Researchers out of the University of Tasmania placed 51 obese men on a strict diet in which their calories were cut by a third. Half of the participants stuck to it for 16 weeks and the other half repeated a cycle of dieting for two weeks, then eating enough to keep their weight stable for two weeks, for 30 weeks.
They found that the on-off dieters lost more weight overall AND kept it off after the study concluded.
Head of the University of Tasmania’s School of Health Sciences Professor Nuala Byrne, explained the findings in a statement.
“When we reduce our energy (food) intake during dieting, resting metabolism decreases to a greater extent than expected; a phenomenon termed ‘adaptive thermogenesis’ – making weight loss harder to achieve,” Professor Byrne said.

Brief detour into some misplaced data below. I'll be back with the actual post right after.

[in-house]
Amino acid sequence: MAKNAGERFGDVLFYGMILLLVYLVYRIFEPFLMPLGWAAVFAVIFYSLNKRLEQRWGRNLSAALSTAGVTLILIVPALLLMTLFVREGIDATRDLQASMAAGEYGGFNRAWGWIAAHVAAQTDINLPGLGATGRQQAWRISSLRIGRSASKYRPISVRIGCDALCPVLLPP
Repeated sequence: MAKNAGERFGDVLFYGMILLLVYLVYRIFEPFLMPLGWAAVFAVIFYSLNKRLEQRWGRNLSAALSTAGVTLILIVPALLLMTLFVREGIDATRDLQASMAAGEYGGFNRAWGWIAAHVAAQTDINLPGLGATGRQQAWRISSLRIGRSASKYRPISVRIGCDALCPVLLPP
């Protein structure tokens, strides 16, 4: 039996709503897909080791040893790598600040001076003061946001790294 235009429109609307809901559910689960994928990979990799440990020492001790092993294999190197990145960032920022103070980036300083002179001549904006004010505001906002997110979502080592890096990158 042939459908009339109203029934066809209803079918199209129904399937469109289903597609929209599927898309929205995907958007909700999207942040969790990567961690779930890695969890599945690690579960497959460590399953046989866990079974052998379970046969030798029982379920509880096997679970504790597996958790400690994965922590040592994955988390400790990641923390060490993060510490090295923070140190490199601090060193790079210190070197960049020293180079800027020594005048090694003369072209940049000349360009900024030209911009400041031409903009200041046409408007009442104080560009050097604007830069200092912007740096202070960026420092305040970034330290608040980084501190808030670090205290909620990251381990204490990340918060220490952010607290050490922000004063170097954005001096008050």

“This ‘famine reaction’, a survival mechanism which helped humans to survive as a species when food supply was inconsistent in millennia past, is now contributing to our growing waistlines when the food supply is readily available.”
And while she praised the success of intermittent-dieting, she says the evidence doesn’t back the claims of intermittent-fasting – a popular eating philosophy of late.
“There is a growing body of research which has shown that diets which use one to seven-day periods of complete or partial fasting alternated with ad libitum food intake are not more effective for weight loss than conventional continuous dieting,” she said.
“It seems that the ‘breaks’ from dieting we have used in this study may be critical to the success of this approach.”